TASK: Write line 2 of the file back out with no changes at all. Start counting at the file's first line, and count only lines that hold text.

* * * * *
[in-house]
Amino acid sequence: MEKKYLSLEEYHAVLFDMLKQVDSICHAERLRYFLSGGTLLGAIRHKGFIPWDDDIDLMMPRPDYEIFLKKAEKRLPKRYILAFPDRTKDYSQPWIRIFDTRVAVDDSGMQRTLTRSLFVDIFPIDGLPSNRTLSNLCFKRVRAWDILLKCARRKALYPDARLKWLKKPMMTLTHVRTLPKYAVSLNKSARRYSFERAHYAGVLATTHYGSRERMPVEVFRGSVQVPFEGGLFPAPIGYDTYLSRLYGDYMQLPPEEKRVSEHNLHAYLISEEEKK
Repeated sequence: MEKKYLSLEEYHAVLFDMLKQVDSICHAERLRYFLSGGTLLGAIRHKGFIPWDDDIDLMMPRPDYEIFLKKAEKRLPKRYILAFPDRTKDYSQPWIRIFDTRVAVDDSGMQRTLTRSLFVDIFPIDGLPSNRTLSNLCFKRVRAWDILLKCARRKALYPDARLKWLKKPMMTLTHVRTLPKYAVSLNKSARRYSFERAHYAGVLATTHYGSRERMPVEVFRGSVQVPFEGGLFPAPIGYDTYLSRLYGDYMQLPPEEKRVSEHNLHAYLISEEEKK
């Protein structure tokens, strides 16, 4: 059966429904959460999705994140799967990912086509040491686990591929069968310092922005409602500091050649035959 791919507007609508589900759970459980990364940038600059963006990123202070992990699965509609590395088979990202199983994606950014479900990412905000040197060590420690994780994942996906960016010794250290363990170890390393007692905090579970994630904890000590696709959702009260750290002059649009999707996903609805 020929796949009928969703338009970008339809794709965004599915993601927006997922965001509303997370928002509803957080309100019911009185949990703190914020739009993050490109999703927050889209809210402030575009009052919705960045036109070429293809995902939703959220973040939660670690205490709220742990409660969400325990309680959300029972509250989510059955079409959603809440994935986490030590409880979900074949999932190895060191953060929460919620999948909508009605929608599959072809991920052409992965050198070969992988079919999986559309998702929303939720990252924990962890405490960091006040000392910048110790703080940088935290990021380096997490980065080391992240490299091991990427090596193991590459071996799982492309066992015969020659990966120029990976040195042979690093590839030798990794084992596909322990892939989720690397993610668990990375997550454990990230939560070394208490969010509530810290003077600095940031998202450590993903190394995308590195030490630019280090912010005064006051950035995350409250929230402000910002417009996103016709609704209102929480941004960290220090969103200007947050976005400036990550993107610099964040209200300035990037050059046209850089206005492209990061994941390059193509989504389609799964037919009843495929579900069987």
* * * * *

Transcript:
Amino acid sequence: MEKKYLSLEEYHAVLFDMLKQVDSICHAERLRYFLSGGTLLGAIRHKGFIPWDDDIDLMMPRPDYEIFLKKAEKRLPKRYILAFPDRTKDYSQPWIRIFDTRVAVDDSGMQRTLTRSLFVDIFPIDGLPSNRTLSNLCFKRVRAWDILLKCARRKALYPDARLKWLKKPMMTLTHVRTLPKYAVSLNKSARRYSFERAHYAGVLATTHYGSRERMPVEVFRGSVQVPFEGGLFPAPIGYDTYLSRLYGDYMQLPPEEKRVSEHNLHAYLISEEEKK